Outside of re-signing DJ LeMahieu, pitching was the biggest offseason concern for the New York Yankees. General manager Brian Cashman addressed that concern although question marks still exist in the Yankees starting rotation.
Despite some inconsistencies, two of the three pitchers that left in free agency – Masahiro Tanaka and J.A. Happ – were durable. Tanaka pitched to a 3.74 ERA in seven seasons, and he averaged 27 starts per season before the abbreviated 2020 season. Happ started 50 games for the Yankees spanning from his trade deadline acquisition through the abbreviated 2020 season with 30 starts in 2019.
Both players are gone now. Tanaka returned to Japan, and Happ signed on with the Minnesota Twins. Although their replacements bring great optimism, they also bring a lot of question marks. Corey Kluber and Jameson Taillon can be great, but they combined for one inning pitched in 2020.
Inn 2020, MLB teams needed to cover 540 innings with their pitchers, excluding extra inning games. As the schedule goes back to 162 games in 2021, that number jumps back 1,458 innings. Therefore, every team needs to employ more pitching depth than usual because there is no telling how each individual pitcher will react to the increase in workload.
That is even more so the case for the Yankees than with any other team given the injury histories of their offseason acquisitions and the inexperience of some of their other options. While the Yankees have not assembled a rotation that could rival the Los Angeles Dodgers for the deepest in baseball, they have added good depth to their organization to help them reach that 1,458-inning mark.
In Gerrit Cole, it is no secret that the Yankees have a true ace. Every team has a number-one starting pitcher, but not every team has an ace. Cole finished fourth in the AL Cy Young Award voting in 2020, and he will look for his third-consecutive season with a sub-3.00 ERA, sub-1.000 WHIP, and a K/BB better than 5.50.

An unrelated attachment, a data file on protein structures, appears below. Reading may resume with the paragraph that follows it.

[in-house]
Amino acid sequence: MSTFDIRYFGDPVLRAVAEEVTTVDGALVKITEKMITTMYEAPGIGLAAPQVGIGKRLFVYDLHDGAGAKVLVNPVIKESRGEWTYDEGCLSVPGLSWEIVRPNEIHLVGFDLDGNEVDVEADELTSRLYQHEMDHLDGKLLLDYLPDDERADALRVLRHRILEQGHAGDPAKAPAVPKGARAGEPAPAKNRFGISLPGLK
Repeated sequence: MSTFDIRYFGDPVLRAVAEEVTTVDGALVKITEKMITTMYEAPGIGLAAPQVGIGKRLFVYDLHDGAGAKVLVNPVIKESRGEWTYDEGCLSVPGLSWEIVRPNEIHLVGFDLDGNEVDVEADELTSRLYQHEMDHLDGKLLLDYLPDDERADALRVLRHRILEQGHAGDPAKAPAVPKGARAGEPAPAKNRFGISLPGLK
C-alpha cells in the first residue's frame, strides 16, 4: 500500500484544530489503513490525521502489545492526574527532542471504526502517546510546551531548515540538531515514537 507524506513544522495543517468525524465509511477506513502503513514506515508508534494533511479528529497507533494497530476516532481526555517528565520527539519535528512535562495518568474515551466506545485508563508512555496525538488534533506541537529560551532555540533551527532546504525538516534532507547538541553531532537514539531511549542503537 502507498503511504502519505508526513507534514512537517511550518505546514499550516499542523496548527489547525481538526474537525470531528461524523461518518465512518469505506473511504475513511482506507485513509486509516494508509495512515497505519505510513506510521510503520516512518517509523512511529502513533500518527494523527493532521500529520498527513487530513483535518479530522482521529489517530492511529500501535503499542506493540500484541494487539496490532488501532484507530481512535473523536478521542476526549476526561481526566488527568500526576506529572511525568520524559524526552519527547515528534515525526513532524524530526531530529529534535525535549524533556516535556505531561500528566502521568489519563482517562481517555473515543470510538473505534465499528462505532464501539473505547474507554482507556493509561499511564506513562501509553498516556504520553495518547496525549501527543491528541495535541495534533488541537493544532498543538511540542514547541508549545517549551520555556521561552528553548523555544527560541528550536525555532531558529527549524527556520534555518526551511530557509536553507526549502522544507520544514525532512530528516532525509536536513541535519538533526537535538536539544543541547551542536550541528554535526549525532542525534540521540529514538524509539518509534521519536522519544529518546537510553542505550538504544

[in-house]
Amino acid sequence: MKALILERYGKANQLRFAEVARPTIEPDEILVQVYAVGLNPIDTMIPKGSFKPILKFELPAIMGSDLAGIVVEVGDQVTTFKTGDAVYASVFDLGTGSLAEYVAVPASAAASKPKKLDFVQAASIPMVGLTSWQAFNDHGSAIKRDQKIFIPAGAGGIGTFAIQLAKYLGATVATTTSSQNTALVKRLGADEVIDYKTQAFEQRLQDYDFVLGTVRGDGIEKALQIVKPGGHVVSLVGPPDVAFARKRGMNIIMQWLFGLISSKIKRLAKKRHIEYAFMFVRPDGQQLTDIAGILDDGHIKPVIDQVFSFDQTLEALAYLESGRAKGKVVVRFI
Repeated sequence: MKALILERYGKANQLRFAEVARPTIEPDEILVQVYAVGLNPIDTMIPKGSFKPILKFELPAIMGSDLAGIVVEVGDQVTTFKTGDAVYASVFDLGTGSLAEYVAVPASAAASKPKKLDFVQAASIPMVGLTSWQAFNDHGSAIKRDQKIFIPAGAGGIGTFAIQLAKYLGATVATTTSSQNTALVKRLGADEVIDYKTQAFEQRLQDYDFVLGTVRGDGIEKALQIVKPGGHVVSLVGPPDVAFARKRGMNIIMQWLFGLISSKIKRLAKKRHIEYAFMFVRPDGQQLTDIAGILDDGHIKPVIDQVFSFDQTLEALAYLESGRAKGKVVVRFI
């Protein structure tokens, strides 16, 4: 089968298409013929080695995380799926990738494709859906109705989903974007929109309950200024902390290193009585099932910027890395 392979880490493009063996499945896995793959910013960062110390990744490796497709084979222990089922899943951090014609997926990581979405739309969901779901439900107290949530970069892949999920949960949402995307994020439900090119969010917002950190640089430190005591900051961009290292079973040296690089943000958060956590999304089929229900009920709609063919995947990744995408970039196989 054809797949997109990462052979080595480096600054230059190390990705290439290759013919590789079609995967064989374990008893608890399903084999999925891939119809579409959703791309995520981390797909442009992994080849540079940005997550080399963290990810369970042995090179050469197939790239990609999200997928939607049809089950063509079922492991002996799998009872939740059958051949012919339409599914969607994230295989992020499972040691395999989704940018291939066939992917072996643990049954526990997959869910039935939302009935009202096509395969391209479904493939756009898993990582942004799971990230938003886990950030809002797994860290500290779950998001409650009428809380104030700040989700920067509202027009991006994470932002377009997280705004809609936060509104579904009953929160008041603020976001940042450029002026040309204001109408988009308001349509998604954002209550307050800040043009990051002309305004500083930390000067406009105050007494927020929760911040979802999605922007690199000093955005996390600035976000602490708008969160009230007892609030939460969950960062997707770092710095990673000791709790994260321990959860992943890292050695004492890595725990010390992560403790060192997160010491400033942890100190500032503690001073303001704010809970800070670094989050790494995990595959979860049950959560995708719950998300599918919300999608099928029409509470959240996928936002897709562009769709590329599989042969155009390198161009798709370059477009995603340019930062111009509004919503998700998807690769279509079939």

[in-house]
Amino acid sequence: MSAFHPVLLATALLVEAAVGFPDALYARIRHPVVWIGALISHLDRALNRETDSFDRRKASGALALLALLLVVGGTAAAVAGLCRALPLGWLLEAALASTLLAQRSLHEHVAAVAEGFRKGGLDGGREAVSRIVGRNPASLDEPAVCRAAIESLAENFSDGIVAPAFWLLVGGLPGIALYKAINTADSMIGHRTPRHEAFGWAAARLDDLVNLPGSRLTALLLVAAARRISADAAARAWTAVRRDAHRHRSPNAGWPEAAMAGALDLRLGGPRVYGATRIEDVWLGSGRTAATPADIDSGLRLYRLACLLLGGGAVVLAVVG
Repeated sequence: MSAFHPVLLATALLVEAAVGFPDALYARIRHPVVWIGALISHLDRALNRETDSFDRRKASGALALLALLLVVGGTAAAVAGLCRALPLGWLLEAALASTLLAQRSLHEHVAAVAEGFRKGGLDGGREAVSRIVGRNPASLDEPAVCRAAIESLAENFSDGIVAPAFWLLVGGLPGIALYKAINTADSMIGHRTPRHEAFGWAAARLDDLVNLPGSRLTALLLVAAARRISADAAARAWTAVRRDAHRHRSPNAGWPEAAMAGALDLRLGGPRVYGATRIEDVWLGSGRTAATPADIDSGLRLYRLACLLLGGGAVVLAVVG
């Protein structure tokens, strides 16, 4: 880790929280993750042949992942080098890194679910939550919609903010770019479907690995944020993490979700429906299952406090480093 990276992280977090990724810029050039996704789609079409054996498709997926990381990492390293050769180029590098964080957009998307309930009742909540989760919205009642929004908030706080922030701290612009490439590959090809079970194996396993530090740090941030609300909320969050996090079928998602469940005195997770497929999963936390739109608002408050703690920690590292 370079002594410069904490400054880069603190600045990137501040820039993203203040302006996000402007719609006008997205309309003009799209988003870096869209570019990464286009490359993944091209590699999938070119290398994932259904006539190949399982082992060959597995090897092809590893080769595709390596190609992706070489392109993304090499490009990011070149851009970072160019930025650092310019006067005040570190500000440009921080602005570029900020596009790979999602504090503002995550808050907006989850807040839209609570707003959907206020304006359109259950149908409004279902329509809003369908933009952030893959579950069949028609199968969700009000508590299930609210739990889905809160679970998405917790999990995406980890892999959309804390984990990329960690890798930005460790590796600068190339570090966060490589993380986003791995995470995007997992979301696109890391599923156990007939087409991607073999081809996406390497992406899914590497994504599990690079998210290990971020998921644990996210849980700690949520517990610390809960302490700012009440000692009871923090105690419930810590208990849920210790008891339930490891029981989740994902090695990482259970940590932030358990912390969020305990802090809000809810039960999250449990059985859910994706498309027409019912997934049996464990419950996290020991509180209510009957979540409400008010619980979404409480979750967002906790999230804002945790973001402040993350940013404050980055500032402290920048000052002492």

Manager Aaron Boone is likely to be careful with Cole in the regular season. The goal is to not overwork him and make sure he is ready for a potential deep postseason run. Still, Cole is the one pitcher in the Yankees’ rotation that they know right now can give them length when they need it.
Despite all of the question marks in the Yankees’ pitching staff ahead of 2021, Kluber, Taillon, are Jordan Montgomery will be in the rotation if they are healthy. The season will be made or lost depending on how this group performs.
The worst case scenario played out for all three of them over the past two seasons. Kluber has made eight starts in two years and pitched one inning in 2020. Taillon underwent his second Tommy John surgery and has not pitched since 2019. Montgomery also underwent Tommy John surgery, in 2018, and he pitched to a 5.11 ERA in 2020.
At their best, the upside is there. Kluber won the Cy Young Award twice from 2014-2018, and he was one of the best pitchers in MLB during that stretch. It is farfetched to expect him to replicate that success at age 35. However, if healthy, expect him to pitch closer to that level than the pitcher who started eight games in two seasons.
Jameson Taillon pitched 191 innings in 2018 with a 122 ERA+. Now that he has re-made his delivery to take stress off his elbow, the hope is that he can re-create that 2018 season.
Montgomery had a 3.84 ERA and 1.248 WHIP in 182 2/3 innings before his operation. Additionally, he was one of the best pitchers at inducing weak contact in 2020. As he moves further away from his surgery, expect him to build off the good peripherals and get closer to being the pre-surgery pitcher.
The battle in Spring Training for the fifth spot in the Yankees’ pitching rotation will be one of the teams’ bigger stories. Luis Severino will not be ready for Opening Day. He will play a role when he is healthy, but he won’t be the pitcher he was in 2017-2018 after missing most of 2019 and undergoing Tommy John surgery in 2020. For now, the competition comes down to a number of young players. Deivi Garcia, Clarke Schmidt, Domingo German, and Michael King are all up for the job.